"It is Finished"

By Dr. Abner Mality

I love a mystery and Harmonic Cross have introduced me to a doozy on "It Is Finished". This instrumental concept album is inspired by the death of a unknown man in Adelaide, Australia in 1948. The corpse was found lying on the beach, fully dressed, with no sign of violence. It has never been determined what killed the man or who he was. In a hidden pocket of his pants was found a piece of paper ripped from the last page of a copy of "The Rubaiyat Of Omar Khayyam". The paper had the Persian phrase "taman shud" on it, which means "it is finished". The copy of the book was later found, with several hand-written ciphers in it. The ciphers have never been solved and in fact, no publishing house has a record of producing that particular version of "The Rubaiyat of Omar Khayyam". It is unknown if the man was murdered, committed suicide or died of natural causes.

Harmonic Cross is a three piece band made of members of other groups like the harsh noise project Bleach Everything and the indie rock band Highness. Harmonic Cross is nothing like those bands. I think they may have missed a chance to do something really significant. "It Is Finished" might have been more curious if there was no information about the band associated with it. Making Harmoic Cross as much a mystery as "The Somerton Man".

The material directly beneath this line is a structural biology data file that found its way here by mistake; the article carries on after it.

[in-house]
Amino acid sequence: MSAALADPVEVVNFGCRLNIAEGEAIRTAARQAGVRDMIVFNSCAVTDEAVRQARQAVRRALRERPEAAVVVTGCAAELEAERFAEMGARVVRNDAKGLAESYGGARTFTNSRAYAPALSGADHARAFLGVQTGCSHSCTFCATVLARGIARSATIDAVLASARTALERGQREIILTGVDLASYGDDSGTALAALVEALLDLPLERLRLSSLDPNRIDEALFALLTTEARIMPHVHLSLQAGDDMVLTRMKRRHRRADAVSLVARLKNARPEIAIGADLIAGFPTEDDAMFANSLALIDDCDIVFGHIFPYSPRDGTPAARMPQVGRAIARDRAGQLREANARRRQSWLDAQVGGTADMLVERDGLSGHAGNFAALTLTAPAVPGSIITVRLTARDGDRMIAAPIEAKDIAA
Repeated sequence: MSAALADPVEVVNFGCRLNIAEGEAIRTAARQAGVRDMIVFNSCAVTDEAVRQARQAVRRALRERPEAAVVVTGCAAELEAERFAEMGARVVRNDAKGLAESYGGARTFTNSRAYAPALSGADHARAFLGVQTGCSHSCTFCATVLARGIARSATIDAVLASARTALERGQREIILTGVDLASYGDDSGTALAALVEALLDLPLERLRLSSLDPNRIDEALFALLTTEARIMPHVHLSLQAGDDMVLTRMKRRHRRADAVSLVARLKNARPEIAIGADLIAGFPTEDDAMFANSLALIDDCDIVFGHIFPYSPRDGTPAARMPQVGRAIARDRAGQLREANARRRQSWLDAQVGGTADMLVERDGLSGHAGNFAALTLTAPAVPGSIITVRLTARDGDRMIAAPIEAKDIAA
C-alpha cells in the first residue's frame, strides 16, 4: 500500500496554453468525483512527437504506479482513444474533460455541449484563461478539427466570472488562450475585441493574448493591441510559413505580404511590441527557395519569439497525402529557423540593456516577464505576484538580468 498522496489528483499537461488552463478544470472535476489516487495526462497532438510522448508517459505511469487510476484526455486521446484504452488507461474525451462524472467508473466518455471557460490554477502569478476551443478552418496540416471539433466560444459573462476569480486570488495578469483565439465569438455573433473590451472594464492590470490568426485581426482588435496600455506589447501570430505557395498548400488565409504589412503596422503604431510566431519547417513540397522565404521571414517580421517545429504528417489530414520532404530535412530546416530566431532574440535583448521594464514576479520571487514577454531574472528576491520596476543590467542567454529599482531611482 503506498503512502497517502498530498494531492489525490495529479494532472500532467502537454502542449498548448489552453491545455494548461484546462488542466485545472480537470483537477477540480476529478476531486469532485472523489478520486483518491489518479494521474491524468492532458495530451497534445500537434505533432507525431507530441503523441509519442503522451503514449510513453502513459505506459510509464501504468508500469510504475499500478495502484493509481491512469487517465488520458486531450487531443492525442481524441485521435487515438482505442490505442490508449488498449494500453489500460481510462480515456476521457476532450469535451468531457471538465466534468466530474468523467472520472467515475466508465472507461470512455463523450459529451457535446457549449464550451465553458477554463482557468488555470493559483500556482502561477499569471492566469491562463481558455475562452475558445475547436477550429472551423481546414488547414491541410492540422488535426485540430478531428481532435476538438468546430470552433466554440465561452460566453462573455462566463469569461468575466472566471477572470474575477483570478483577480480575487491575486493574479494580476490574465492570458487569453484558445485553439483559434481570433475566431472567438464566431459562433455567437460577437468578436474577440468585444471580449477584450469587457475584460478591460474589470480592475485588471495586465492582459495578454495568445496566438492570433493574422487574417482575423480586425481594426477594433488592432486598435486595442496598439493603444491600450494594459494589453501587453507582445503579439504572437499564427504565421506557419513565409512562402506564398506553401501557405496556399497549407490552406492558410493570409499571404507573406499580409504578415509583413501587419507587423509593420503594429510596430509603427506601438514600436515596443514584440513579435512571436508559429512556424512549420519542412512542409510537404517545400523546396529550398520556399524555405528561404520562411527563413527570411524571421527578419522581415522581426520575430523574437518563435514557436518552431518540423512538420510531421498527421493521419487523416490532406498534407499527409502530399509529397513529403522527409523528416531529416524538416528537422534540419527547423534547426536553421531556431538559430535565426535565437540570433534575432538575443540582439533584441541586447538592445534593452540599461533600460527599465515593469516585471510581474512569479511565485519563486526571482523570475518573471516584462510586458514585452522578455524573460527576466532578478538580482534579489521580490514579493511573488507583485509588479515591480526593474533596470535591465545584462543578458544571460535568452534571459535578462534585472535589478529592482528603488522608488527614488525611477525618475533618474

This is very quiet, haunting and mysterious ambient music, with no relation to metal or rock music. Five of the six songs are named after the unsolved ciphers found in the book, while the last song is "Taman Shud" itself. The songs are all similar in that they are ethereal, spooky and quite lovely, with gentle synth tones mixing with drawn out single guitar notes and no vocals. Some tracks are relatively short, others are around the eight minute mark. Thankfully there are no 20 minute behemoths here as I feared, although the whole album can be considered one big track.

This is music to relax to and enjoy a feeling of mystery. When you know the particulars of the "Taman Shud" case, it becomes more haunting and profound and opens a window into an unknown world. Highly recommended to those looking for ambient mood music. As for the Taman Shud case, I strongly suggest you investigate it further, as I have.